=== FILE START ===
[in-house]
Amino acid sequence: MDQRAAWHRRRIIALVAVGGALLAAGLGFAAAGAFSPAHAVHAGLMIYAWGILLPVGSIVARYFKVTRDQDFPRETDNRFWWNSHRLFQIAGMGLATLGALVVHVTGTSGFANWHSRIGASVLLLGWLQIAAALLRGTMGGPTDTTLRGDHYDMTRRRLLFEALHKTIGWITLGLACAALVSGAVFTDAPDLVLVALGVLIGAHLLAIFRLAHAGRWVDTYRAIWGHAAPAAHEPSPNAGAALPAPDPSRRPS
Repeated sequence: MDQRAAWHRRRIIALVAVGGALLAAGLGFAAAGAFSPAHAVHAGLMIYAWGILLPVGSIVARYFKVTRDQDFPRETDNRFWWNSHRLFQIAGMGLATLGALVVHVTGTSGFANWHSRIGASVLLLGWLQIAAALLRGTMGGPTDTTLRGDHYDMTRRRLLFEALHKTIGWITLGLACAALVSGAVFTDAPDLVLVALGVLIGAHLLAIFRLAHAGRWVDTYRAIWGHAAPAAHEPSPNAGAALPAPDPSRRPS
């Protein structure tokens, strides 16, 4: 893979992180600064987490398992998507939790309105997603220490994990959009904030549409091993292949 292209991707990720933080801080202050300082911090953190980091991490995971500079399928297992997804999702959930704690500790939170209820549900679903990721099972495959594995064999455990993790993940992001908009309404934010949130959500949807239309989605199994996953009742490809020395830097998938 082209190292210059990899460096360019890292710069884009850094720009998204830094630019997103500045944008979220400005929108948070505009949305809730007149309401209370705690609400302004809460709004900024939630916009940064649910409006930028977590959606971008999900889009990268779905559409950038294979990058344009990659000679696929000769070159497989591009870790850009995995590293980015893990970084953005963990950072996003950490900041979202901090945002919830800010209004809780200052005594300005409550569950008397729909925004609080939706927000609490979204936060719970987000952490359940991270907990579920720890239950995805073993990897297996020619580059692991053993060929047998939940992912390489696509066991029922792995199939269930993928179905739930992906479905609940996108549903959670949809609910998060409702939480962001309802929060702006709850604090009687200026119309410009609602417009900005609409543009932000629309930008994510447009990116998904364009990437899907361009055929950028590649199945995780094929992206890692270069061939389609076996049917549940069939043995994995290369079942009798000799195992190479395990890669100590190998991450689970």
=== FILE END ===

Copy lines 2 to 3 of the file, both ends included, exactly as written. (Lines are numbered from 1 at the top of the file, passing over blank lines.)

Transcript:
Amino acid sequence: MDQRAAWHRRRIIALVAVGGALLAAGLGFAAAGAFSPAHAVHAGLMIYAWGILLPVGSIVARYFKVTRDQDFPRETDNRFWWNSHRLFQIAGMGLATLGALVVHVTGTSGFANWHSRIGASVLLLGWLQIAAALLRGTMGGPTDTTLRGDHYDMTRRRLLFEALHKTIGWITLGLACAALVSGAVFTDAPDLVLVALGVLIGAHLLAIFRLAHAGRWVDTYRAIWGHAAPAAHEPSPNAGAALPAPDPSRRPS
Repeated sequence: MDQRAAWHRRRIIALVAVGGALLAAGLGFAAAGAFSPAHAVHAGLMIYAWGILLPVGSIVARYFKVTRDQDFPRETDNRFWWNSHRLFQIAGMGLATLGALVVHVTGTSGFANWHSRIGASVLLLGWLQIAAALLRGTMGGPTDTTLRGDHYDMTRRRLLFEALHKTIGWITLGLACAALVSGAVFTDAPDLVLVALGVLIGAHLLAIFRLAHAGRWVDTYRAIWGHAAPAAHEPSPNAGAALPAPDPSRRPS